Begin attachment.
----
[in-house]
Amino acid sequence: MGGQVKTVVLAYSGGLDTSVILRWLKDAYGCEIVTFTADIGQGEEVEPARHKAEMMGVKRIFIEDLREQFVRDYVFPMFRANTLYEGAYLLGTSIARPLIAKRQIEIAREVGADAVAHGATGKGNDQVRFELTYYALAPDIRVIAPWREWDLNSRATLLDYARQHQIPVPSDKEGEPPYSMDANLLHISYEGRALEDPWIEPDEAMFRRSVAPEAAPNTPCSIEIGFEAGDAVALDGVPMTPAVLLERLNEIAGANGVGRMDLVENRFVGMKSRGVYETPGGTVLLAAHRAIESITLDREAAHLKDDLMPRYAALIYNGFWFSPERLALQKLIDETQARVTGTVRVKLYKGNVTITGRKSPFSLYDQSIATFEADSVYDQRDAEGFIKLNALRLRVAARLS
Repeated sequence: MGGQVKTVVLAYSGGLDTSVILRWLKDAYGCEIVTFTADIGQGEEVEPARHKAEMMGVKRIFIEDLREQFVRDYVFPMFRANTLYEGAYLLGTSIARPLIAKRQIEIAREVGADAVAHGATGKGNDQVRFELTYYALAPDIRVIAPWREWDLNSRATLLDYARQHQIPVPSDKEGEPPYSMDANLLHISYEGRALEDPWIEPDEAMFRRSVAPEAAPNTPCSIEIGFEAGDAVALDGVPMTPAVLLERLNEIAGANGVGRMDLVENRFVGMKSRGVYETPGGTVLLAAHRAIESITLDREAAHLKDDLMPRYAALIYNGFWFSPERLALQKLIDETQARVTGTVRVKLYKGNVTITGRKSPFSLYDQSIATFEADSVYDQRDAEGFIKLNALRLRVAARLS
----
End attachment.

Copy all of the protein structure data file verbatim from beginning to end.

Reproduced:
[in-house]
Amino acid sequence: MGGQVKTVVLAYSGGLDTSVILRWLKDAYGCEIVTFTADIGQGEEVEPARHKAEMMGVKRIFIEDLREQFVRDYVFPMFRANTLYEGAYLLGTSIARPLIAKRQIEIAREVGADAVAHGATGKGNDQVRFELTYYALAPDIRVIAPWREWDLNSRATLLDYARQHQIPVPSDKEGEPPYSMDANLLHISYEGRALEDPWIEPDEAMFRRSVAPEAAPNTPCSIEIGFEAGDAVALDGVPMTPAVLLERLNEIAGANGVGRMDLVENRFVGMKSRGVYETPGGTVLLAAHRAIESITLDREAAHLKDDLMPRYAALIYNGFWFSPERLALQKLIDETQARVTGTVRVKLYKGNVTITGRKSPFSLYDQSIATFEADSVYDQRDAEGFIKLNALRLRVAARLS
Repeated sequence: MGGQVKTVVLAYSGGLDTSVILRWLKDAYGCEIVTFTADIGQGEEVEPARHKAEMMGVKRIFIEDLREQFVRDYVFPMFRANTLYEGAYLLGTSIARPLIAKRQIEIAREVGADAVAHGATGKGNDQVRFELTYYALAPDIRVIAPWREWDLNSRATLLDYARQHQIPVPSDKEGEPPYSMDANLLHISYEGRALEDPWIEPDEAMFRRSVAPEAAPNTPCSIEIGFEAGDAVALDGVPMTPAVLLERLNEIAGANGVGRMDLVENRFVGMKSRGVYETPGGTVLLAAHRAIESITLDREAAHLKDDLMPRYAALIYNGFWFSPERLALQKLIDETQARVTGTVRVKLYKGNVTITGRKSPFSLYDQSIATFEADSVYDQRDAEGFIKLNALRLRVAARLS